Tiled rendering is the process of subdividing a computer graphics image by a regular grid in optical space and rendering each section of the grid, or tile, separately. The advantage to this design is that the amount of memory and bandwidth is reduced compared to immediate mode rendering systems that draw the entire frame at once. This has made tile rendering systems particularly common for low-power handheld device use. Tiled rendering is sometimes known as a "sort middle" architecture, because it performs the sorting of the geometry in the middle of the graphics pipeline instead of near the end.[1]

Basic concept

Creating a 3D image for display consists of a series of steps. First, the objects to be displayed are loaded into memory from individual models. The system then applies mathematical functions to transform the models into a common coordinate system, the world view. From this world view, a series of polygons (typically triangles) is created that approximates the original models as seen from a particular viewpoint, the camera. Next, a compositing system produces an image by rendering the triangles and applying textures to the outside. Textures are small images that are painted onto the triangles to produce realism. The resulting image is then combined with various special effects, and moved into a frame buffer, which video hardware then scans to produce the displayed image. This basic conceptual layout is known as the display pipeline.

Each of these steps increases the amount of memory needed to hold the resulting image. By the time it reaches the end of the pipeline the images are so large that typical graphics card designs often use specialized high-speed memory and a very fast computer bus to provide the required bandwidth to move the image in and out of the various sub-components of the pipeline. This sort of support is possible on dedicated graphics cards, but as power and size budgets become more limited, providing enough bandwidth becomes expensive in design terms.

Tiled renderers address this concern by breaking down the image into sections known as tiles, and rendering each one separately. This reduces the amount of memory needed during the intermediate steps, and the amount of data being moved about at any given time. To do this, the system sorts the triangles making up the geometry by location, allowing to quickly find which triangles overlap the tile boundaries. It then loads just those triangles into the rendering pipeline, performs the various rendering operations in the GPU, and sends the result to the frame buffer. Very small tiles can be used, 16×16 and 32×32 pixels are popular tile sizes, which makes the amount of memory and bandwidth required in the internal stages small as well. And because each tile is independent, it naturally lends itself to simple parallelization.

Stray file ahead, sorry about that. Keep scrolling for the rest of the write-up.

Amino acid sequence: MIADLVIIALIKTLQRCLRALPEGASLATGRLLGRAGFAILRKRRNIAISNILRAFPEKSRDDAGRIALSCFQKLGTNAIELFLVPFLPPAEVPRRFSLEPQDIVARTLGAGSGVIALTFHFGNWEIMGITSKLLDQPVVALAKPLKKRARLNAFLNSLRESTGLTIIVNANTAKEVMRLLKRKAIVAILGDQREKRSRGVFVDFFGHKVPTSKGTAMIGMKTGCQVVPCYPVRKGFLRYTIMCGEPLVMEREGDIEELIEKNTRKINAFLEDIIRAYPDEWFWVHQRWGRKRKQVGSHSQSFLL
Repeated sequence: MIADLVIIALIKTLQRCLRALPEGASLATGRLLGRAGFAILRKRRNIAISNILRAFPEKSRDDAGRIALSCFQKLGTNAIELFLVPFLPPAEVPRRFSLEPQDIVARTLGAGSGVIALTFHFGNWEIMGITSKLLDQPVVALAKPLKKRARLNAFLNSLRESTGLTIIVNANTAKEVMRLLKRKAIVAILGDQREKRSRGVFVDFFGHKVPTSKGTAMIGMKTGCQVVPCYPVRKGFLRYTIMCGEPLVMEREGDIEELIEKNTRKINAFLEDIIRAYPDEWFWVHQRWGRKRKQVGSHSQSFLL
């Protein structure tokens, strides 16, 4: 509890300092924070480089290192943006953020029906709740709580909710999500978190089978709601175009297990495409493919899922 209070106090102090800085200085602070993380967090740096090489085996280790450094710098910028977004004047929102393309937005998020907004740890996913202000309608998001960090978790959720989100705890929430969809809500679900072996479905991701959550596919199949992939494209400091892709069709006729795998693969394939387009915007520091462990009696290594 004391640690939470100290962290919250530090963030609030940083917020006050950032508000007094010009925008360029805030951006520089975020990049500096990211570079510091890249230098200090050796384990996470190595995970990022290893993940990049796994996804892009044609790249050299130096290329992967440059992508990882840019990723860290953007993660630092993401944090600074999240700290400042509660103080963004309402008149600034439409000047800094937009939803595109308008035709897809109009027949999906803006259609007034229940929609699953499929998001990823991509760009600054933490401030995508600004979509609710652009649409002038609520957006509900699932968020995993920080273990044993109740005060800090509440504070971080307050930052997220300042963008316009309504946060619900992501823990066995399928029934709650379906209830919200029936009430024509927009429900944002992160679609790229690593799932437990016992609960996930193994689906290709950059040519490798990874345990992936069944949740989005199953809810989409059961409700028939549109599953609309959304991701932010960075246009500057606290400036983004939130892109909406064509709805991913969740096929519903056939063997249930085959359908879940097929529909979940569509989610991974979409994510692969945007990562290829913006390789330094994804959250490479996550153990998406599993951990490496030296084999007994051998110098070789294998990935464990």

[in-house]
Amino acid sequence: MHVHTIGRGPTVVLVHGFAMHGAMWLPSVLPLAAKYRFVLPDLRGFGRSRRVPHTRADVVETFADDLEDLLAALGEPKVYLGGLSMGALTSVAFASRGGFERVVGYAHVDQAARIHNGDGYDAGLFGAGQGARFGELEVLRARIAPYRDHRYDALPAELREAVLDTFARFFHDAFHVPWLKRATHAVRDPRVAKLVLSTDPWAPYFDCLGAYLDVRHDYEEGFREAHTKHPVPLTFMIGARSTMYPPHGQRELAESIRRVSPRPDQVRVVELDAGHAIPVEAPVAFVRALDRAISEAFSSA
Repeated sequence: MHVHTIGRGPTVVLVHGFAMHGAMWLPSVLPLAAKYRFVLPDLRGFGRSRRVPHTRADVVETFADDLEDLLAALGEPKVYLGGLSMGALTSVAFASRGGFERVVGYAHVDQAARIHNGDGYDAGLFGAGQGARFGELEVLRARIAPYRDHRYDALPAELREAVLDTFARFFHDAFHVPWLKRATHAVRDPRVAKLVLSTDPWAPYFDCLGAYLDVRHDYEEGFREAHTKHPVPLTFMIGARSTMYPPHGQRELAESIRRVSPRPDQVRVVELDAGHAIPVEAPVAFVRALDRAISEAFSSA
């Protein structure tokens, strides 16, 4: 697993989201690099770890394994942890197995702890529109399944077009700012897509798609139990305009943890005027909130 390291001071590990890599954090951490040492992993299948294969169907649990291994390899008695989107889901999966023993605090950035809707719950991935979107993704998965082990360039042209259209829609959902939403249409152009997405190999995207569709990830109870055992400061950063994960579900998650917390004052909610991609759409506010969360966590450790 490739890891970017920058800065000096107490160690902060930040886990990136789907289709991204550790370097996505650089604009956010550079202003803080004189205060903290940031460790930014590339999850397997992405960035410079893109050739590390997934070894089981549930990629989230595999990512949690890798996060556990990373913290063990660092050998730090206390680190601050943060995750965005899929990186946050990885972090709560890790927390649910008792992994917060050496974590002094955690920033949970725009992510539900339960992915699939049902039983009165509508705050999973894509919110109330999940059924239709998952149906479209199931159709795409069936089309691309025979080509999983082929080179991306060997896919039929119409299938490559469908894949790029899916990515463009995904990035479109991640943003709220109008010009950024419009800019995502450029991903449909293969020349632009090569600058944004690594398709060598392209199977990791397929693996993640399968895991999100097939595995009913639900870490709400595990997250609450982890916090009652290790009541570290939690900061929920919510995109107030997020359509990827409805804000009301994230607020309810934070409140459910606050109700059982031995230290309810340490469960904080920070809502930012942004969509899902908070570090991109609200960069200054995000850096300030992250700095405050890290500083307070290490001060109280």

In a typical tiled renderer, geometry must first be transformed into screen space and assigned to screen-space tiles. This requires some storage for the lists of geometry for each tile. In early tiled systems, this was performed by the CPU, but all modern hardware contains hardware to accelerate this step. The list of geometry can also be sorted front to back, allowing the GPU to use hidden surface removal to avoid processing pixels that are hidden behind others, saving on memory bandwidth for unnecessary texture lookups.[2]

There are two main disadvantages of the tiled approach. One is that some triangles may be drawn several times if they overlap several tiles. This means the total rendering time would be higher than an immediate-mode rendering system. There are also possible issues when the tiles have to be stitched together to make a complete image, but this problem was solved long ago[citation needed]. More difficult to solve is that some image techniques are applied to the frame as a whole, and these are difficult to implement in a tiled render where the idea is to not have to work with the entire frame. These tradeoffs are well known, and of minor consequence for systems where the advantages are useful; tiled rendering systems are widely found in handheld computing devices.

Tiled rendering should not be confused with tiled/nonlinear framebuffer addressing schemes, which make adjacent pixels also adjacent in memory.[3] These addressing schemes are used by a wide variety of architectures, not just tiled renderers.

Early work

Much of the early work on tiled rendering was done as part of the Pixel Planes 5 architecture (1989).[4][5]

The Pixel Planes 5 project validated the tiled approach and invented a lot of the techniques now viewed as standard for tiled renderers. It is the work most widely cited by other papers in the field.

The tiled approach was also known early in the history of software rendering. Implementations of Reyes rendering often divide the image into "tile buckets".

Commercial products – Desktop and console

Early in the development of desktop GPUs, several companies developed tiled architectures. Over time, these were largely supplanted by immediate-mode GPUs with fast custom external memory systems.

Major examples of this are:

Examples of non-tiled architectures that use large on-chip buffers are:

Commercial products – Embedded

Due to the relatively low external memory bandwidth, and the modest amount of on-chip memory required, tiled rendering is a popular technology for embedded GPUs. Current examples include:

Tile-based immediate mode rendering (TBIM):

Tile-based deferred rendering (TBDR):

Vivante produces mobile GPUs which have tightly coupled frame buffer memory (similar to the Xbox 360 GPU described above). Although this can be used to render parts of the screen, the large size of the rendered regions means that they are not usually described as using a tile-based architecture.

See also


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